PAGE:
How many times in the 40 years since Watergate have we heard, “It’s not the crime, it’s the cover-up’’?
This is why the Patriots and Tom Brady got crushed by the NFL office for Deflategate, with Tom Brady earning a four-game suspension and the Patriots losing first- and fourth-round picks and $1 million.
It wasn’t the deflation of the footballs. It was the obstruction of justice from the Patriots, and the presumption from the organization that Robert Kraft, who used to be so close to Roger Goodell he’s dubbed the “assistant commissioner” by certain executives in the NFL office, could sway the system just enough to get the Patriots off.
Patriots fans are right. Ted Wells’s report on Deflategate is woefully incomplete.
But forget the faulty science or Walt Anderson’s fuzzy memory about pressure gauges.
The report is incomplete for one glaring reason: The Patriots hid the key witness (Jim McNally) and didn’t let Wells do the job the NFL paid him to do.
The Patriots let Wells talk to McNally one time. One.
And Wells said Tuesday during a teleconference with the media the Patriots declined every attempt for Wells to re-interview McNally after Wells discovered the “deflator” texts. Wonder why?
I e-mailed the Patriots at 1:36 p.m. Wednesday for comment on Wells’s accusations that the team and Brady were less than forthcoming. There was no response.
“I said I would go to New Hampshire, I would interview him in the morning, afternoon, night, I didn’t care,” Wells said. “Not only did they say I couldn’t interview him, they said they would not even tell him about my request for an interview.”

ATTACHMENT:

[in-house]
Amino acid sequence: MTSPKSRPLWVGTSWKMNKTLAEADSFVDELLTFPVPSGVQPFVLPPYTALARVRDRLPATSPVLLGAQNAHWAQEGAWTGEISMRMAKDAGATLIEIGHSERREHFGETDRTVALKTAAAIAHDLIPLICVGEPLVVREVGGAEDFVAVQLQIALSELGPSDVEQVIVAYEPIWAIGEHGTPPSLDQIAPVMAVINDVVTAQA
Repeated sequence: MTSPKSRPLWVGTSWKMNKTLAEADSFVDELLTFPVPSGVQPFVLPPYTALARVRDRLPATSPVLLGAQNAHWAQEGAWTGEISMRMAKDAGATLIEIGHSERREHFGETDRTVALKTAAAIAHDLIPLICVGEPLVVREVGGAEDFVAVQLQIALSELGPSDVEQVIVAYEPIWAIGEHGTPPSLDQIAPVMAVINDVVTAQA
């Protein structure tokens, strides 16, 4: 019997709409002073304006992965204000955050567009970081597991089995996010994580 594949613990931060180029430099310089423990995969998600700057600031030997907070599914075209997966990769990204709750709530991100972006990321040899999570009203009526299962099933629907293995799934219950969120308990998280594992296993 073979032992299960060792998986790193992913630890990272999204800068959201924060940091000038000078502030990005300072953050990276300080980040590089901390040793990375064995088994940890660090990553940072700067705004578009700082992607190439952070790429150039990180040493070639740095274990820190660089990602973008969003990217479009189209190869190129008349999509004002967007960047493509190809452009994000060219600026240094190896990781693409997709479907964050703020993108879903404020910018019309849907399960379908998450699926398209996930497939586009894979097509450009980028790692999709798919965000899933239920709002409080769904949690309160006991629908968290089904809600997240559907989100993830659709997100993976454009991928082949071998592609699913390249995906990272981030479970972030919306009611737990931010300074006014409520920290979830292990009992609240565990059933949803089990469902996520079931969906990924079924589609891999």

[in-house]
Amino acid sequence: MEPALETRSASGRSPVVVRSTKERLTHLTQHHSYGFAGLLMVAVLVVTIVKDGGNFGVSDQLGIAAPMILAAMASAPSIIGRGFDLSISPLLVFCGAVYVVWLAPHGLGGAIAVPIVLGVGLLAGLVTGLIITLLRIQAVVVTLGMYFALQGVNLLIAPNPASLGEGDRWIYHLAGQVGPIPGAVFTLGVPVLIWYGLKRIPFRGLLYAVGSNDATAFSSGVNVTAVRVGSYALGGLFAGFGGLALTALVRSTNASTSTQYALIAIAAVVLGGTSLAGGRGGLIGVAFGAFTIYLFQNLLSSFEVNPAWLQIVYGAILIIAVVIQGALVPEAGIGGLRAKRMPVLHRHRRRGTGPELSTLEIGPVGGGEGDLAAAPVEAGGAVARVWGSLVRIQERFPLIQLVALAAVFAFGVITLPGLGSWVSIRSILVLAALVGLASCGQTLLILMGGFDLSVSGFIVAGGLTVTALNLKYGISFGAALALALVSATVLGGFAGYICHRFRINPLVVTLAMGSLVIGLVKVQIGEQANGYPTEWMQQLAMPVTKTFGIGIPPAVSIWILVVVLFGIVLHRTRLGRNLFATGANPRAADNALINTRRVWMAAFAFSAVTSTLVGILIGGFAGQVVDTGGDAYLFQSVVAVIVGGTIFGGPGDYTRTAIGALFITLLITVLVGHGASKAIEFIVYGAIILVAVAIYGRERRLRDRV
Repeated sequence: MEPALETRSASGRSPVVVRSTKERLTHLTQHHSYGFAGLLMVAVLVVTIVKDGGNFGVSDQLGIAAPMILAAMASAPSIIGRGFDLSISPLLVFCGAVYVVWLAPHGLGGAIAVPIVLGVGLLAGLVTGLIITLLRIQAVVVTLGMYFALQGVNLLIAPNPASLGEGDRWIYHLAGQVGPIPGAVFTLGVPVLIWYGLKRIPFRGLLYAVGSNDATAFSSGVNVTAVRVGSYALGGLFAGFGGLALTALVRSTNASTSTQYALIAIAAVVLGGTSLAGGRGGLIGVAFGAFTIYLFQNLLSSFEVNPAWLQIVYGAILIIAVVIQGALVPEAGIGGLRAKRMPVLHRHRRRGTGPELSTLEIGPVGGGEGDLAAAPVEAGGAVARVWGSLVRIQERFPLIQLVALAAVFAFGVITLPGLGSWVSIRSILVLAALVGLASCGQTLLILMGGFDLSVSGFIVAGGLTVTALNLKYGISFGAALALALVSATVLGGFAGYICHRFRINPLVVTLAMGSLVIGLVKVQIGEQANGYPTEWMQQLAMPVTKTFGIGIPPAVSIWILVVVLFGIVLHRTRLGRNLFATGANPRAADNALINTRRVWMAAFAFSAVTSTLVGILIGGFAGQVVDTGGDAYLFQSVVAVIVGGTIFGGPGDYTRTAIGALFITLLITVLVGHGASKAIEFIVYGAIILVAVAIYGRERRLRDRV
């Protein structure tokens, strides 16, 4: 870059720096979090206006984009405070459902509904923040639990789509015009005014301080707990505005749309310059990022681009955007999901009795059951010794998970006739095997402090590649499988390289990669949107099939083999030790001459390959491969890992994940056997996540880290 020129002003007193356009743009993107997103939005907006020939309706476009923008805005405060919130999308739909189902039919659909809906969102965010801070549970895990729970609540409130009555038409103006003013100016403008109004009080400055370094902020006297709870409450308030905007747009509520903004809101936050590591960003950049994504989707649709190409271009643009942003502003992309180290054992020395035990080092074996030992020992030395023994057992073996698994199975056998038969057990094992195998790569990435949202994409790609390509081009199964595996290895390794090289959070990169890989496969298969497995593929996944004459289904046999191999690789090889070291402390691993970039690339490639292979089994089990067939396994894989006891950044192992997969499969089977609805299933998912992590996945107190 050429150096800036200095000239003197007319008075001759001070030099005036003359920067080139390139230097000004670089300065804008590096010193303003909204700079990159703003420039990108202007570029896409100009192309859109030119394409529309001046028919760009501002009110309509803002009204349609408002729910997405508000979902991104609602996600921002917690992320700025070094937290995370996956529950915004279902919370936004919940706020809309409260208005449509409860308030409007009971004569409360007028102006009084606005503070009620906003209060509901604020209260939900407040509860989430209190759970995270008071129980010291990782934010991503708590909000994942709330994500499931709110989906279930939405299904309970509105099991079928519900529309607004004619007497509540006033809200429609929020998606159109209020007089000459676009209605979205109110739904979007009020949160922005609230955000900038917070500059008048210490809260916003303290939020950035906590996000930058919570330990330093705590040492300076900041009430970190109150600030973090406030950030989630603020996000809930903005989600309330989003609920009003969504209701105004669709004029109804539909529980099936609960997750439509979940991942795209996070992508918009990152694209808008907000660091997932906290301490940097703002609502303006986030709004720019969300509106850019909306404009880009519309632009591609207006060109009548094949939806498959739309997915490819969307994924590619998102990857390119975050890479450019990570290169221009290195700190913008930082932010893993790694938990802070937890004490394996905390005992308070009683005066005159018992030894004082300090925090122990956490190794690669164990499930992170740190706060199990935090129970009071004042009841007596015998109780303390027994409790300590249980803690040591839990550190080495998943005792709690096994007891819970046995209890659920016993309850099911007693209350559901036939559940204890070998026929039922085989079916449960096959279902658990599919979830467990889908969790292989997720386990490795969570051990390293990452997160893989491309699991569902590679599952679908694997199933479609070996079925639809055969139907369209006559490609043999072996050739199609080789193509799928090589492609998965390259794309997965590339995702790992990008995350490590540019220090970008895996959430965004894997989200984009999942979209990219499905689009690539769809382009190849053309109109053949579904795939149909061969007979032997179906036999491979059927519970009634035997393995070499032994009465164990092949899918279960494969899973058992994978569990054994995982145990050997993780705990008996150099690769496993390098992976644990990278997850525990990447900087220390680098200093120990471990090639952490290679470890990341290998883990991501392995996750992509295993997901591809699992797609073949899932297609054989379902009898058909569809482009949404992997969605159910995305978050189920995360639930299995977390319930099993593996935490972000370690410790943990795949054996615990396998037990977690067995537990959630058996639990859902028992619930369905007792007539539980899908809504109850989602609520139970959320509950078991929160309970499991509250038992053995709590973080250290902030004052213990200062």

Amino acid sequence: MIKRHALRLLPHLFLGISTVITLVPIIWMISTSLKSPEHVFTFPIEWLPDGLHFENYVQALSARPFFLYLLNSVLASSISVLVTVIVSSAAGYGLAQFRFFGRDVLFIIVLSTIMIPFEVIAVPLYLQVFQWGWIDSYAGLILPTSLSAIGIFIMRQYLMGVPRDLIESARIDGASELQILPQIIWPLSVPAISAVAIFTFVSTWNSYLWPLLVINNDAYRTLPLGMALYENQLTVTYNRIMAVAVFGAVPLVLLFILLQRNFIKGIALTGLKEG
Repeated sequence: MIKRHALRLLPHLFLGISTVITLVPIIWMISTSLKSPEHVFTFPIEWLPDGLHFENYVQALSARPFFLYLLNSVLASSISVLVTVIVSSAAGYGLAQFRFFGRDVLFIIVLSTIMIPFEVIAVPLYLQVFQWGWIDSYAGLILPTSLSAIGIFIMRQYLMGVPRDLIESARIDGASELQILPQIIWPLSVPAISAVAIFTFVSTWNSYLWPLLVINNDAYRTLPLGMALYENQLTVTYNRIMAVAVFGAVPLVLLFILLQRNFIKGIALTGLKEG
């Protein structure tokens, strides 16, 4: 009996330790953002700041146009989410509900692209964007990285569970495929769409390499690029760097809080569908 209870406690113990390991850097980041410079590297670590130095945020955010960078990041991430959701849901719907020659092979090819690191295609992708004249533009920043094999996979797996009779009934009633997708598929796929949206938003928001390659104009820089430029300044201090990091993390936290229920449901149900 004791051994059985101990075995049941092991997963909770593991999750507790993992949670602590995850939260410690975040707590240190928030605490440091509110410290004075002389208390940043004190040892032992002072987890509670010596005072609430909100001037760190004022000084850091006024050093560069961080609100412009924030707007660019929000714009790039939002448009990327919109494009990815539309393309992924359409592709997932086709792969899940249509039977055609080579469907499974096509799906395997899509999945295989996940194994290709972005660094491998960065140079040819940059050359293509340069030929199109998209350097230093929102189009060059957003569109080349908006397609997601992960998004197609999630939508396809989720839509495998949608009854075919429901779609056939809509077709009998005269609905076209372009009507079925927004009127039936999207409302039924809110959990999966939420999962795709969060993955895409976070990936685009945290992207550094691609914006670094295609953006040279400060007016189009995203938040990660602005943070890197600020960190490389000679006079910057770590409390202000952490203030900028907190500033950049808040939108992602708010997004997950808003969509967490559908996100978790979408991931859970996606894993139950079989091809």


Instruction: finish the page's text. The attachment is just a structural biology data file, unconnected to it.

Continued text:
Wells called this lack of cooperation “critical and crucial.” No kidding.
Yes, Patriots fans, I know there is a report from Pro Football Talk that McNally offered to answer questions over the phone, and Wells supposedly declined that offer.
Wells never mentioned that on Tuesday, but let’s assume it’s true. Why would Wells accept that offer? When police want to question a suspect, do they do it over the phone? No, they bring the suspect to the station for face-to-face questioning.
Brady, too, stonewalled Wells and the investigators. Sure, he answered all of their questions. But when it came to revealing his electronic communications, Brady refused.
“I was willing not to take possession of the phone,” Wells said. “You the agent, Mr. [Don] Yee, you can look at the phone. You give me documents that are responsive and I will take your word that you have given me what’s responsive. And they still refused.”
Goodell had to come down hard on the Patriots for this. If they got away with their run around, it would have rendered Goodell’s entire investigative process meaningless. What would stop the next team under investigation from pulling the same stunts?
I understand the rationale in Troy Vincent’s mind pretty clearly. Brady likely got two games for the crime, and two games for not completely cooperating. The Patriots got $500,000 and the fourth-round pick for the crime, and another $500,000 and a first-round pick for the obstruction.
The “assistant commissioner,” meanwhile, may have overestimated how far his relationship with Goodell and his pull inside the league office would take him.